Posted: Mar 19, 2013 7:12 PM by Andy Koen
COLORADO SPRINGS - Part of the allure of living in Colorado is meeting Mother Nature, literally, on your doorstep. Carlos Bernal and his son Nikola Tesla experienced that kind of first-hand encounter Monday night while on a quick trip to the Home Depot. On the drive home up Lake Avenue they spotted two bears playing around in front of some houses.
"I turned and I kind of looked at it and I thought it was kind of big to be a dog or it was a really fat dog," Nikola said. "But as it turned I could see that it was a bear with the snout and the ears and everything."
Carlos called the police to make them aware of the bear activity. He said the animals didn't seem bothered by their car.
"We sat there for a while and literally they were playing, they did look up at us, they did notice that we were there, but they seemed to be totally oblivious to it," Bernal said.
It's a little early for bears to be showing up. Michael Seraphin of the Colorado Division of Wildlife says bear in the Pikes Peak Region tend to rouse from their dens closer to mid-April. The milder than average winter could be pushing that date earlier.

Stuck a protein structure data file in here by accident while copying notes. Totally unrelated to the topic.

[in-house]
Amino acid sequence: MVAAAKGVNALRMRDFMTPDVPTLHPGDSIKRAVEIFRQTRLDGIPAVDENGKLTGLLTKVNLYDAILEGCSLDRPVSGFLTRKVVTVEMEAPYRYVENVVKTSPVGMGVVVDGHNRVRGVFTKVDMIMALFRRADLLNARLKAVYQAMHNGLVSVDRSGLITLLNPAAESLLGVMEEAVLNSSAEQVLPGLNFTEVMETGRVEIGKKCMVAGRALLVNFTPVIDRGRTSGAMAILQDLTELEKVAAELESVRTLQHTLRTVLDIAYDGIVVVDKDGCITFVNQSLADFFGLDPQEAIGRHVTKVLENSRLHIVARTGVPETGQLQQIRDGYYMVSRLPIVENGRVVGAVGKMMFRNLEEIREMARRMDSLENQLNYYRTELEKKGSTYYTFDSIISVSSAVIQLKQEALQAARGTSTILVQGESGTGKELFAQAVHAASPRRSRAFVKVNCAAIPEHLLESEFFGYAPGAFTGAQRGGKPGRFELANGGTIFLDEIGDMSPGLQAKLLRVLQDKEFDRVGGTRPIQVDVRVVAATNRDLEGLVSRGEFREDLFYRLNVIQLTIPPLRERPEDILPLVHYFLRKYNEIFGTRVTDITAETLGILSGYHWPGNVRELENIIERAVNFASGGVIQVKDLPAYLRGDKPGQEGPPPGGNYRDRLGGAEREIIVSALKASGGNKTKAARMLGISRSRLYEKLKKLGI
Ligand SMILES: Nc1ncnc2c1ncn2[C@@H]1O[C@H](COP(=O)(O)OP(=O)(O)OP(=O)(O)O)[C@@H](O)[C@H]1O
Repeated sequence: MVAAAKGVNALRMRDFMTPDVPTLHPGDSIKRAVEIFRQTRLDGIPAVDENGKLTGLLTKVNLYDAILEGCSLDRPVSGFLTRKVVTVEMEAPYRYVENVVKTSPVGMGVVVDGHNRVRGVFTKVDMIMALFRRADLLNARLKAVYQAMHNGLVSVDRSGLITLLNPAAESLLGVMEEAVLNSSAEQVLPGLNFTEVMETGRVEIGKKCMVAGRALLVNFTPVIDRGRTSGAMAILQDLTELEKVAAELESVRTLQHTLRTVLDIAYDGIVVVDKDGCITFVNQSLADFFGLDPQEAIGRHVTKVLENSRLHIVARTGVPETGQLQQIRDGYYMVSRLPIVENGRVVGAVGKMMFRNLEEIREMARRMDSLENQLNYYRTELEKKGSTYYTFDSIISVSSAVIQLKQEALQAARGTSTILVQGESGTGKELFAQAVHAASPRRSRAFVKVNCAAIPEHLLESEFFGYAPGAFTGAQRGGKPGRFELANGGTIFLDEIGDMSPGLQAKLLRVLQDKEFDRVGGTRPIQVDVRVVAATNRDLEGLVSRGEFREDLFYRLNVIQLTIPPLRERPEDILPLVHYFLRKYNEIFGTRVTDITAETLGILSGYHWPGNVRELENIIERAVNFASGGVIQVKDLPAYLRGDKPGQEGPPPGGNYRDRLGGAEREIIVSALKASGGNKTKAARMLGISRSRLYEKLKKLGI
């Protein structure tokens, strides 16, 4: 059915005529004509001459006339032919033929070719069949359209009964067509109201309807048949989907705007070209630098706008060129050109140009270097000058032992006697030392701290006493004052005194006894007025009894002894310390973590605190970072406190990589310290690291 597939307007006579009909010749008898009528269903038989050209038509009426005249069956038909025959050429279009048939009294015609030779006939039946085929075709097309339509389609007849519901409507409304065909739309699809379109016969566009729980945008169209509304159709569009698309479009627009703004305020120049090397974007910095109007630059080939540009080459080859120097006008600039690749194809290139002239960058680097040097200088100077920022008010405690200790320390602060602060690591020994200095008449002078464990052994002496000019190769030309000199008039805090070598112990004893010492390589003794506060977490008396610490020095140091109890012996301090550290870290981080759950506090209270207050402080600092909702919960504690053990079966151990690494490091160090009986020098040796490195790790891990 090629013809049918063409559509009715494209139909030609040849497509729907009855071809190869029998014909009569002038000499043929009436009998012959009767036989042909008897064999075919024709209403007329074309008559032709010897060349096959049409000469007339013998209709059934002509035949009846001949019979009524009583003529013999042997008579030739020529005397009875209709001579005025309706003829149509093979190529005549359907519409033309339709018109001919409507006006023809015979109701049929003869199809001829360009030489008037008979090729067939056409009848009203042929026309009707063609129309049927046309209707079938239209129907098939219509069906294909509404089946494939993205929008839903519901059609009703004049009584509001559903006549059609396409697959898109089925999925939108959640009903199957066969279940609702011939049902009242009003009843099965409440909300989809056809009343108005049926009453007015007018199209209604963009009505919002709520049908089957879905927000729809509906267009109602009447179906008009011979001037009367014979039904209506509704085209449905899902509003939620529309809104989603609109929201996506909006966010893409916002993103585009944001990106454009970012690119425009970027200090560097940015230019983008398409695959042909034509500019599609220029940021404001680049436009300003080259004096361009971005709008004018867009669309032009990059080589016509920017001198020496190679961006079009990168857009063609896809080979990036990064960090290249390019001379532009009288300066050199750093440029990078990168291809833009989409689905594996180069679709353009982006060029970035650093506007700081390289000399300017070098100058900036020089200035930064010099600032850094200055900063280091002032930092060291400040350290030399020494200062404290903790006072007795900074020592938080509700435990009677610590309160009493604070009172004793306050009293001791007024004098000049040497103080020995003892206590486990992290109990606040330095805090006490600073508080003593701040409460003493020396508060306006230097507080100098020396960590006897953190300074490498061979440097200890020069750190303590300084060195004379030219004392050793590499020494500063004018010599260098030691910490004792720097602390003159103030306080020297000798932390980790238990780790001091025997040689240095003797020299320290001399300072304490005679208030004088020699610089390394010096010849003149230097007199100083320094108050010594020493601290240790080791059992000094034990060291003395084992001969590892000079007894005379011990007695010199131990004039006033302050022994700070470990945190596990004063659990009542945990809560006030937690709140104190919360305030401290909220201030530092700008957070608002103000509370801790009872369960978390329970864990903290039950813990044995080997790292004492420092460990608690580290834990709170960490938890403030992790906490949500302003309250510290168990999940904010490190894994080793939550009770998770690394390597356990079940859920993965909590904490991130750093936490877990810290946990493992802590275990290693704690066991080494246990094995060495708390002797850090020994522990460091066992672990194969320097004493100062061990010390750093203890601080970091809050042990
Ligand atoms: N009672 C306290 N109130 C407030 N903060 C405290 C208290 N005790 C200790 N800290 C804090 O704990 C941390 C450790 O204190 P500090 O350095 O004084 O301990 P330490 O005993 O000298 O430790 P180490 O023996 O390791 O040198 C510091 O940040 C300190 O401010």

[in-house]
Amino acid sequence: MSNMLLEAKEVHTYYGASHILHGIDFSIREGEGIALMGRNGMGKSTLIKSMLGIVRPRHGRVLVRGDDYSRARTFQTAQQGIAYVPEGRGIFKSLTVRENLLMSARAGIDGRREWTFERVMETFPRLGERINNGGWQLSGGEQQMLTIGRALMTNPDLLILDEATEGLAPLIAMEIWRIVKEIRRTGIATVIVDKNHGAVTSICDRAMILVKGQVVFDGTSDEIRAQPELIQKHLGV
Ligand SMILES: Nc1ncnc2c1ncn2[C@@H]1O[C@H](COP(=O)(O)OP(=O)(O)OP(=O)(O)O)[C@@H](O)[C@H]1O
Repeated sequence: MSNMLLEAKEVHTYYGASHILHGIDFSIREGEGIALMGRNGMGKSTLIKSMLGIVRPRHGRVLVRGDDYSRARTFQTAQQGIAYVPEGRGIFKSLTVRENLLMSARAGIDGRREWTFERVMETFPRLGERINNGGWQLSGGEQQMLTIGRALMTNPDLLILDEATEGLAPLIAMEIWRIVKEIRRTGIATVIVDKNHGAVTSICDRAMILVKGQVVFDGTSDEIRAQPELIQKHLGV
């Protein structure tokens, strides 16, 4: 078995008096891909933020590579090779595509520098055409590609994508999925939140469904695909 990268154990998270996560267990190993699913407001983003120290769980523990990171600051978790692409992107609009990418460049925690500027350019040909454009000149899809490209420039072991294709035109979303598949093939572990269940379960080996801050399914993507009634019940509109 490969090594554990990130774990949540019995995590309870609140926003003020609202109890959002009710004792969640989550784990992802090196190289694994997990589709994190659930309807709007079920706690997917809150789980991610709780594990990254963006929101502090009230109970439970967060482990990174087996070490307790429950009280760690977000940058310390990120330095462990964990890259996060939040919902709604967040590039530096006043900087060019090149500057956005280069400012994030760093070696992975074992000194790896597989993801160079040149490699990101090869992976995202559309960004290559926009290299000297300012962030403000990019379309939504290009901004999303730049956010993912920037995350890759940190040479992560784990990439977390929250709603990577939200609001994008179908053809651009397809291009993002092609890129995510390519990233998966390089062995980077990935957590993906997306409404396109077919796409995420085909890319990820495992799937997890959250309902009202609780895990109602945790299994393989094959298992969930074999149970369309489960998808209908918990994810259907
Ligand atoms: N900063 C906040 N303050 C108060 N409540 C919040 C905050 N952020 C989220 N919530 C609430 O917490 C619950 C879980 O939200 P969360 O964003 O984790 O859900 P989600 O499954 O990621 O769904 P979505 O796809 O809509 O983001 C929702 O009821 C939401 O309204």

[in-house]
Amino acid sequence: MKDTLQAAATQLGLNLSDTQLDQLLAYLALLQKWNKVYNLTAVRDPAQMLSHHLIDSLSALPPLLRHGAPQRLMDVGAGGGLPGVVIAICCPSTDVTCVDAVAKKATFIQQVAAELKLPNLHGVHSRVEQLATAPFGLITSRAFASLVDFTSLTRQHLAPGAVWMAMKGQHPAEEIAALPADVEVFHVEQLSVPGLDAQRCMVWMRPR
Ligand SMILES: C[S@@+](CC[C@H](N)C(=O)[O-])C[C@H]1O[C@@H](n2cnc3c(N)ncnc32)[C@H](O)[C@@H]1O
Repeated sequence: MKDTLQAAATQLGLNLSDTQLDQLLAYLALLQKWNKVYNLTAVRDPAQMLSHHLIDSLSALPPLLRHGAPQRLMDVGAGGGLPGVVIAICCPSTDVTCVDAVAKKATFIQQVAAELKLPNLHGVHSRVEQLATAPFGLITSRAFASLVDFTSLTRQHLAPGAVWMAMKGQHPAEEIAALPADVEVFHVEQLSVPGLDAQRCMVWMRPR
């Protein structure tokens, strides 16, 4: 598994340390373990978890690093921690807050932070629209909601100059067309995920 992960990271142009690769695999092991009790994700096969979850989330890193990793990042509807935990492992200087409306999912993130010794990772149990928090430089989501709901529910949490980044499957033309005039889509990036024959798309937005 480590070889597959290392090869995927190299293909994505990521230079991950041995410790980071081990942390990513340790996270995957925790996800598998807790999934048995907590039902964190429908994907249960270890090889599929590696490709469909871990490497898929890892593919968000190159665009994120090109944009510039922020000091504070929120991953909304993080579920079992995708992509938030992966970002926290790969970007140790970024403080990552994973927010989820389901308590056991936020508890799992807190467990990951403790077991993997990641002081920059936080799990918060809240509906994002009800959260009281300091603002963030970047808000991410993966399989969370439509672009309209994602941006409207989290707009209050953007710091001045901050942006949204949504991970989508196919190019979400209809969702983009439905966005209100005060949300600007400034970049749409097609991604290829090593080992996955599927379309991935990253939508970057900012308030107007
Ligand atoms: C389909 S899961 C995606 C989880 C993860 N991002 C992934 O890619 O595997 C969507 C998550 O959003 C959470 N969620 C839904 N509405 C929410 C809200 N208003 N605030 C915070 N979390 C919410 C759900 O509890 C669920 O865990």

Nevertheless, it's good a reminder that wildlife is always nearby.
"There are more deer probably now in the city limits of Colorado Springs than before this was a city."
True, the city makes up a big area. But Seraphin says a more likely reason for the increased population is because the deer have figured out it's a safer place to live.
"It's a protected habitat in a lot of ways, the presence of humans generally reduces the presence of predators."
Not all predators are willing to stay away. A mountain lion grabbed a family's dachshund right off the leash last week while they were out for a walk.
"We are fortunate that we live in a state that has abundant wildlife," Seraphin said. "But with that comes also the potential that there could be some negative issues and you have to weigh those balances."
The Division of Wildlife has published brochures and other documents that offer advice on how to best balance living near wild animals. Their offices at 4255 Sinton Rd. are open weekdays during regular business hours. You can also find that information online at wildlife.state.co.us.